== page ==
We recently bought a new vacuum cleaner. Two weeks later, we got this email from the company:
Dear Mr. and Mrs. Wolfsie,
Thank you for buying a new Oreck. We hope it brings you many years of vacuuming pleasure. Please call us today about hosting an Oreck party.
Your friendly Oreck Sales Team
The truth is that I don’t have any intentions of spending a single enjoyable moment with my vacuum. I was a bachelor until I was 33, and I managed to maintain a very active social life without hovering over a Hoover or dallying with a Dirt Devil. In addition, I have always felt there is something frightening about vacuum cleaners. Every dog I have ever owned agrees.
It was a friendly gesture by Oreck, to be sure, although I have no recollection of a similar follow-up after the Wolfsies bought our state-of-the-art sump pump. And I’ve gone through all my previous correspondence, and no one cared a whit whether I had a positive experience with our document shredder.
When I had my car serviced, the dealership called me every other day for a week to see if I was happy with my new brake pads. I told them that I couldn’t be more thrilled and that I’d be willing to throw a happy hour for all their customers, so people could vent about some of the poor brake pad choices they’ve made in the past (assuming any of those people are still alive).
About that Oreck party. My wife and I are not big on “entertaining,” the term my mother used for dinner parties when I was growing up. As a kid, I kept waiting for Mom to break into song when the guests arrived and for my father to commence a little soft-shoe.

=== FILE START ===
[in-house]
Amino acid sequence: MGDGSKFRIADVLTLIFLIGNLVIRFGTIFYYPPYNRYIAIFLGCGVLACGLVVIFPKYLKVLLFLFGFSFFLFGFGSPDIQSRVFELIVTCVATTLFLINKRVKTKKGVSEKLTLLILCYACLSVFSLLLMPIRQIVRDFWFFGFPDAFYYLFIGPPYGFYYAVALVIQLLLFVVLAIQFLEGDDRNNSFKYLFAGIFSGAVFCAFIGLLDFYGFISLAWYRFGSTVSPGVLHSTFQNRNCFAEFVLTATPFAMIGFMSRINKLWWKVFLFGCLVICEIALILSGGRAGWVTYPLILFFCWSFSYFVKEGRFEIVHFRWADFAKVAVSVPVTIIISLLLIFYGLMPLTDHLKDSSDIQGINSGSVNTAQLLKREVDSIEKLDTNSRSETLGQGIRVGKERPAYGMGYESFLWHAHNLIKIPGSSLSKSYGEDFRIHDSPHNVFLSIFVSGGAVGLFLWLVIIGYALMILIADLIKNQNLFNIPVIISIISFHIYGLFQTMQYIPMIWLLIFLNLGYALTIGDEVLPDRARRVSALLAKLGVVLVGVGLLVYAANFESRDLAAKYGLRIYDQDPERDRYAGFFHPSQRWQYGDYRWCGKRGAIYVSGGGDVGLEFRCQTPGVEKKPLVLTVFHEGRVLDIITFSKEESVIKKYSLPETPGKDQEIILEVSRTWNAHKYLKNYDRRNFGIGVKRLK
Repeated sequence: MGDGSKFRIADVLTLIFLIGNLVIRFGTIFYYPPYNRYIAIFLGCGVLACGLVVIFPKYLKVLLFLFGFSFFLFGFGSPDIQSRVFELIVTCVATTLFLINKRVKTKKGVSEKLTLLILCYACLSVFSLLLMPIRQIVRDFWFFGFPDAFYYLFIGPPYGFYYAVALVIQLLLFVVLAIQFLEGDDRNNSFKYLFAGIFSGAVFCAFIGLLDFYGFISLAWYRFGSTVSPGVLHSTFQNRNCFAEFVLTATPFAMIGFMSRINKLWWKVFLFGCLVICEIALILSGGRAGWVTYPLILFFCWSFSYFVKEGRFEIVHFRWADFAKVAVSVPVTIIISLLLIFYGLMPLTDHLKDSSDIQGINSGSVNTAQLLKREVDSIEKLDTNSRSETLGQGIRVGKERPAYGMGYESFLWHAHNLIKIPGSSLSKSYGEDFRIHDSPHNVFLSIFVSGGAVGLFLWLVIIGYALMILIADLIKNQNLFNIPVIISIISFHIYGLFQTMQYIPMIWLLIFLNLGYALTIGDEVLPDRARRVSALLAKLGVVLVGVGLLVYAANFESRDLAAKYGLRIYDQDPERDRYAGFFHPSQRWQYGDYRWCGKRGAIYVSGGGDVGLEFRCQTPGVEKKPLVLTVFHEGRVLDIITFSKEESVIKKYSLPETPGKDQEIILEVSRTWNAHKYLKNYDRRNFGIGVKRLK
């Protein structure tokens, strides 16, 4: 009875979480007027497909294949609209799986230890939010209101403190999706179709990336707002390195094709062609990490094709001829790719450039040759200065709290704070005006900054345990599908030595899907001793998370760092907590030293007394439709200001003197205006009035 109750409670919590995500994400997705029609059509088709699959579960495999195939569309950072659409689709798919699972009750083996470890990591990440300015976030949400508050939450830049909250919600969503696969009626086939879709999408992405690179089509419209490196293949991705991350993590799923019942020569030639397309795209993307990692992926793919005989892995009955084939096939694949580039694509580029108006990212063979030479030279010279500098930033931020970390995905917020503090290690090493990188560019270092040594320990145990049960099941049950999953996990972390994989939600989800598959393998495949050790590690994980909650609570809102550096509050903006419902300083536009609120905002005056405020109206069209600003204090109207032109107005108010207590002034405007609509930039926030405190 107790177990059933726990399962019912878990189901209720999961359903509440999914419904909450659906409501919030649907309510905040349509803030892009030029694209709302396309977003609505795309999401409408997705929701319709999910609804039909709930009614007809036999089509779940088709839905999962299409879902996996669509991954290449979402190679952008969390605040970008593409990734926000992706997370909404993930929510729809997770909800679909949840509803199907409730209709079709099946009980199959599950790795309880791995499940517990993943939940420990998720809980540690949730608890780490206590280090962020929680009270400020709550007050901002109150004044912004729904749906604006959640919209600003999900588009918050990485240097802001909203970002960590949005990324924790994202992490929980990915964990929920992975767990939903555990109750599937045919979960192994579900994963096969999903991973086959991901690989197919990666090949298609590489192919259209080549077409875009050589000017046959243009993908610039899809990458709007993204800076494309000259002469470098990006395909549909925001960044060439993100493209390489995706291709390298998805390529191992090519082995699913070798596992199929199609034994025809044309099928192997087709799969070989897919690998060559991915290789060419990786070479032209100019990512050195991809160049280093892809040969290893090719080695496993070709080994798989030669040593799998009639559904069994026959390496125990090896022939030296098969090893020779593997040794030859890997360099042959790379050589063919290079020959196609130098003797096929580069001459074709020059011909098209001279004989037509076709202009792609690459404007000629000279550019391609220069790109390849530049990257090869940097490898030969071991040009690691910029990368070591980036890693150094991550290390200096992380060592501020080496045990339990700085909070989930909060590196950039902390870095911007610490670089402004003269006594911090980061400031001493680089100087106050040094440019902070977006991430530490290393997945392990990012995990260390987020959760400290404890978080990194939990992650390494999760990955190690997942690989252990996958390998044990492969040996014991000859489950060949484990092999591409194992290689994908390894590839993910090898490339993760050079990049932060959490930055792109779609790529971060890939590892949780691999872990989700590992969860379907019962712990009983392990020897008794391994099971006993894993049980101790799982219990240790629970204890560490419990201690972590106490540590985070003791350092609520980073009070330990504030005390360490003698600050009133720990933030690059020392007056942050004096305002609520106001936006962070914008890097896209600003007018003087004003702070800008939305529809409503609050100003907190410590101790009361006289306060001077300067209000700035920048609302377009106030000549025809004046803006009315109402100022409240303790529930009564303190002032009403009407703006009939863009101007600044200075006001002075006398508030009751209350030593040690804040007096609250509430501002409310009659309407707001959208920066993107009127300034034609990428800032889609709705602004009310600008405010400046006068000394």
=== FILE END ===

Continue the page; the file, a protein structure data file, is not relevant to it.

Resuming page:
But what about a vacuum cleaner bash? I’m not usually at a loss for words, but I’d be stuck for snappy conversation while guests clustered around the artichoke dip. I took a speech class in college and once spoke off the cuff for 15 minutes on the topic “Life Before Rubber Bands.” Nevertheless, the prospect of chatting with 20 people who shared similar cleaning devices was daunting. Who knows what I’d be asked?
“So, Dick, I understand you and your wife have a new Oreck. Enlighten the group with some of your favorite moments.”
“It’s hard to pick our favorites. The night the bag of Fritos fell on the rug was unforgettable. We loved the time the dog shredded the down pillow.”
Mary Ellen and I still have feelings for our first vacuum. Kirby was the product of a bygone era when people were not as progressive in their thinking. Until the day Kirby died, he pretty much remained in the closet.